HOULTON – When you need a word or term defined, it’s usually best to turn to a dictionary for the precise meaning. Acknowledging that some terms are open to interpretation, however, the town’s planning board wants to assure that the dictionary is a last resort when defining local ordinances.
Code Enforcement Officer Wade Hanson said Wednesday that the planning board spent more than two hours on Tuesday evening working on revisions to existing ordinances and establishing guidelines for newer mandates.
“The board talked about some basic revisions that we need,” Hanson said Wednesday. “There are no specific areas that need to be addressed; we are just looking at the overall picture.”
The Northern Maine Development Commission will assist in rewriting the ordinances, Hanson said, and the planning board is giving suggestions about definitions that need to be added. In a recent interview, Hanson said that there have only been minor revisions to town ordinances since the 1960s, and there are some terms for which there are no definitions. During a recent zoning board meeting, the group had to pull out a dictionary to define the term “general store.”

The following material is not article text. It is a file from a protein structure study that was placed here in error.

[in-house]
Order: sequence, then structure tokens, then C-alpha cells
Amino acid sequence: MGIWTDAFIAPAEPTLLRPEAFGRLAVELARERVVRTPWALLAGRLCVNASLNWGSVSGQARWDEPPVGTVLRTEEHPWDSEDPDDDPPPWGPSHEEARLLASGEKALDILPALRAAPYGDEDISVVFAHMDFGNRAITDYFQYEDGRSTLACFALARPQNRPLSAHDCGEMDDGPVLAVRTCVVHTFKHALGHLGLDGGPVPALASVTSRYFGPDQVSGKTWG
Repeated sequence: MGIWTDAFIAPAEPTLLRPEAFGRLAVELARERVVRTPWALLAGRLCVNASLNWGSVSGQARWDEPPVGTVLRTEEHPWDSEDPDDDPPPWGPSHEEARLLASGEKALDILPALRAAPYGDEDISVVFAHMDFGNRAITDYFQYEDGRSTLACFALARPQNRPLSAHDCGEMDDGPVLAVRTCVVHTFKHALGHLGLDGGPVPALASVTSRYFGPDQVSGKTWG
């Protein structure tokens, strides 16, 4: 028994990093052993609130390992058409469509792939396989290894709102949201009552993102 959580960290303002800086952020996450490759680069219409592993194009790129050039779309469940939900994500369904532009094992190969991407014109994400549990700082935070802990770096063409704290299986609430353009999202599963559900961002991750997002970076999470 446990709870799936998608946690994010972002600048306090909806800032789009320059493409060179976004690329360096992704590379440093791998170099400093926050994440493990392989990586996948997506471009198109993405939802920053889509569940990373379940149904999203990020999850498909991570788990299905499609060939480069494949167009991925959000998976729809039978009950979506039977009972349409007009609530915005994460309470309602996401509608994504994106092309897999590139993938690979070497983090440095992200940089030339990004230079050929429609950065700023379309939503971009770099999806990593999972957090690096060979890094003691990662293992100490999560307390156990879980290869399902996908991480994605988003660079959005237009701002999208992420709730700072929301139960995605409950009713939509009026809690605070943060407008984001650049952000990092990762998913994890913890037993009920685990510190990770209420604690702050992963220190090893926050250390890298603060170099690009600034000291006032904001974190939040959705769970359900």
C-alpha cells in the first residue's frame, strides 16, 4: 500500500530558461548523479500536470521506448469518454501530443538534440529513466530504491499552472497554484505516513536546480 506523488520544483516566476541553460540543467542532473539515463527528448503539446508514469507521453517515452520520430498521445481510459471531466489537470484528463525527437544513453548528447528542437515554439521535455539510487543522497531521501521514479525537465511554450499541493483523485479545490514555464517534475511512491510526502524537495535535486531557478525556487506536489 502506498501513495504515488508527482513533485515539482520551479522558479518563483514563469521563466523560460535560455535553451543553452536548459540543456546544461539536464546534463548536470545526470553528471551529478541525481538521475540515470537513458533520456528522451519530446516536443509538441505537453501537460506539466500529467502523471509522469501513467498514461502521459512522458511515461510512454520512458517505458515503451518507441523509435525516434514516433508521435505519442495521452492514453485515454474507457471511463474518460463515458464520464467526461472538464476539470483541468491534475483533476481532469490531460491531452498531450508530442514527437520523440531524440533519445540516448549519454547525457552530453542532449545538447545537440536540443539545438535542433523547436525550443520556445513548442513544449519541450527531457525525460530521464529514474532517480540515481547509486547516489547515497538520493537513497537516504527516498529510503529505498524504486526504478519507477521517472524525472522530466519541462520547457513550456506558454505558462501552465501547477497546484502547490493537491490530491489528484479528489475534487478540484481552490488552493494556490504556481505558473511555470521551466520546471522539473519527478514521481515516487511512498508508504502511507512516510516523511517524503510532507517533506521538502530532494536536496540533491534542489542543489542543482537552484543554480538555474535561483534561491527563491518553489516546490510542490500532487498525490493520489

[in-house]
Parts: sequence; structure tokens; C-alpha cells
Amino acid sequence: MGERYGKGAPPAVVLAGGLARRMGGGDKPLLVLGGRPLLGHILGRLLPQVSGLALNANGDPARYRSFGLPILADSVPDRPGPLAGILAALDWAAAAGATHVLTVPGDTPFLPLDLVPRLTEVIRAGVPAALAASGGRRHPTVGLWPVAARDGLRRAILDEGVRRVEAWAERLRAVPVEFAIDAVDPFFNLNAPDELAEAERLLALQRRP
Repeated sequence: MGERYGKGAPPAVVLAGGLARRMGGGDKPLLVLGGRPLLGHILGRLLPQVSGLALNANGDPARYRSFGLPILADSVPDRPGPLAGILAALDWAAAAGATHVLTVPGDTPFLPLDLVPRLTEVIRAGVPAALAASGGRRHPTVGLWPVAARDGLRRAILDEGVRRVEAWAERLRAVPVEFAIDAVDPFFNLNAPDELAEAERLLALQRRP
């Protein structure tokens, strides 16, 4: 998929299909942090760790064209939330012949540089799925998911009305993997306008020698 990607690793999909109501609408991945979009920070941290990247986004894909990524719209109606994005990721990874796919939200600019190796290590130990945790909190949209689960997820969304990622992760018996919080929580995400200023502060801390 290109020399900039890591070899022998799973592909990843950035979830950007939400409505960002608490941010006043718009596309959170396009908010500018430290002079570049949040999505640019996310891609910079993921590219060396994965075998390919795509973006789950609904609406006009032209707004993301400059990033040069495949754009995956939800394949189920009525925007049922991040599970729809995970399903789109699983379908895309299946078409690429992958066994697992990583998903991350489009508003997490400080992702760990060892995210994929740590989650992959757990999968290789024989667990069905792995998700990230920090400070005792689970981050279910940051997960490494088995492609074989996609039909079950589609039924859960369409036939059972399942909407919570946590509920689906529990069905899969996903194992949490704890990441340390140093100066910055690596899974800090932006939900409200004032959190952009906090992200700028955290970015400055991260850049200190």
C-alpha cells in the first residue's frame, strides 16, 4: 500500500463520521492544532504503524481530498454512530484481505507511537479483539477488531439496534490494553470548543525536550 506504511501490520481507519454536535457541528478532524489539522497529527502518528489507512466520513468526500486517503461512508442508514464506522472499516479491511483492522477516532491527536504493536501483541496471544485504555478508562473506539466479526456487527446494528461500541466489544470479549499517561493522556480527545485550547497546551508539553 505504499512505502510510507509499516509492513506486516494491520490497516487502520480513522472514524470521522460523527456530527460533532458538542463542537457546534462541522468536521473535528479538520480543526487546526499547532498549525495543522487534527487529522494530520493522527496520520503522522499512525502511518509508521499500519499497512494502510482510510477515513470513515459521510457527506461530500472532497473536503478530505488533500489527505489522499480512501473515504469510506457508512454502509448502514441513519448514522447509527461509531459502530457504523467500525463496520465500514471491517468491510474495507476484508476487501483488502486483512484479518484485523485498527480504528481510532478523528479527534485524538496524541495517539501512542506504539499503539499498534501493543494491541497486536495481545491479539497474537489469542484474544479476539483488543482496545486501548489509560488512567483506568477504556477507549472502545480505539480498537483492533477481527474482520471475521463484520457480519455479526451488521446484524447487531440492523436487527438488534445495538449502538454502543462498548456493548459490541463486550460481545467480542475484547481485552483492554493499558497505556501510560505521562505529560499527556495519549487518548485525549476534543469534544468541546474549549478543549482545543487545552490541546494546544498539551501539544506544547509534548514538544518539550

Even that was met with some contention after the owner said he planned on selling guns at the business. One board member said she “didn’t think of guns” when she thought of goods sold at a general store.
Hanson said that he expected the rewrite process to take up to 18 months and that the group was “not even close” to finishing.
“We’re just discussing definitions at this point,” Hanson said Wednesday. “We’ve just given a little spark to the fire.”
In other business, the board also paved the way for the Hollywood Pet Salon to open at 70 Main St. in Market Square. The enterprise will be a pet grooming service. The board reviewed a sign request from the owners, Robert and Lorraine Monfils, as the business is located in the town’s historic district. The new company will occupy the building that was once Guiod’s Fitness Center and was most recently The Alternative.
The couple planned to put a sign on both the front and side of the building, according to a sketch provided by Hanson. The owners withdrew the request for the latter sign, which would have been affixed to a section of the building located on Mechanic Street.
“The owners felt that the sign on the side of the building might be intrusive,” Hanson said. “So they withdrew it, but otherwise, the sign review went through smoothly.”